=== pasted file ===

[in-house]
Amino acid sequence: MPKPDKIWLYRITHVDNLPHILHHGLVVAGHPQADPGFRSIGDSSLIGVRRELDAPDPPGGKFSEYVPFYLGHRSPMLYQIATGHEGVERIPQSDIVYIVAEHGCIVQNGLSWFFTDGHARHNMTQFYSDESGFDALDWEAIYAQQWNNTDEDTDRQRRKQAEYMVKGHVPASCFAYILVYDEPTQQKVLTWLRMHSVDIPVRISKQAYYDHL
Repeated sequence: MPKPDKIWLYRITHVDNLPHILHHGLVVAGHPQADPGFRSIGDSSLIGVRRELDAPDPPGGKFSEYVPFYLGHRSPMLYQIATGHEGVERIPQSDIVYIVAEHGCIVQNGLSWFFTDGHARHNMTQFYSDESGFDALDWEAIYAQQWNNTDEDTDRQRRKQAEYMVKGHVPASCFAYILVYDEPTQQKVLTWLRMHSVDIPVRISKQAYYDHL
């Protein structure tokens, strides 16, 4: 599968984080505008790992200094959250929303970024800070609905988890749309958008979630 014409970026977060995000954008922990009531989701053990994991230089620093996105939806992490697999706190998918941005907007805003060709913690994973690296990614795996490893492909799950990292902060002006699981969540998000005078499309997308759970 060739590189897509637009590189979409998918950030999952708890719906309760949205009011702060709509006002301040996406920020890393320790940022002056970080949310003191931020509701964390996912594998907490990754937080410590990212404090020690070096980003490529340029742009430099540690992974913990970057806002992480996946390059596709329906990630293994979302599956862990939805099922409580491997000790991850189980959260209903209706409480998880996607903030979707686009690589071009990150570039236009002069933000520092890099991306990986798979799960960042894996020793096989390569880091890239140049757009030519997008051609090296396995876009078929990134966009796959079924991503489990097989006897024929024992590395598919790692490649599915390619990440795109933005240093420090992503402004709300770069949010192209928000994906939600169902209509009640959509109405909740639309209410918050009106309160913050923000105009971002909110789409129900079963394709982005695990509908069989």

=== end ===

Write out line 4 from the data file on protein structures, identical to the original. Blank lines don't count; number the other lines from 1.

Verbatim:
């Protein structure tokens, strides 16, 4: 599968984080505008790992200094959250929303970024800070609905988890749309958008979630 014409970026977060995000954008922990009531989701053990994991230089620093996105939806992490697999706190998918941005907007805003060709913690994973690296990614795996490893492909799950990292902060002006699981969540998000005078499309997308759970 060739590189897509637009590189979409998918950030999952708890719906309760949205009011702060709509006002301040996406920020890393320790940022002056970080949310003191931020509701964390996912594998907490990754937080410590990212404090020690070096980003490529340029742009430099540690992974913990970057806002992480996946390059596709329906990630293994979302599956862990939805099922409580491997000790991850189980959260209903209706409480998880996607903030979707686009690589071009990150570039236009002069933000520092890099991306990986798979799960960042894996020793096989390569880091890239140049757009030519997008051609090296396995876009078929990134966009796959079924991503489990097989006897024929024992590395598919790692490649599915390619990440795109933005240093420090992503402004709300770069949010192209928000994906939600169902209509009640959509109405909740639309209410918050009106309160913050923000105009971002909110789409129900079963394709982005695990509908069989």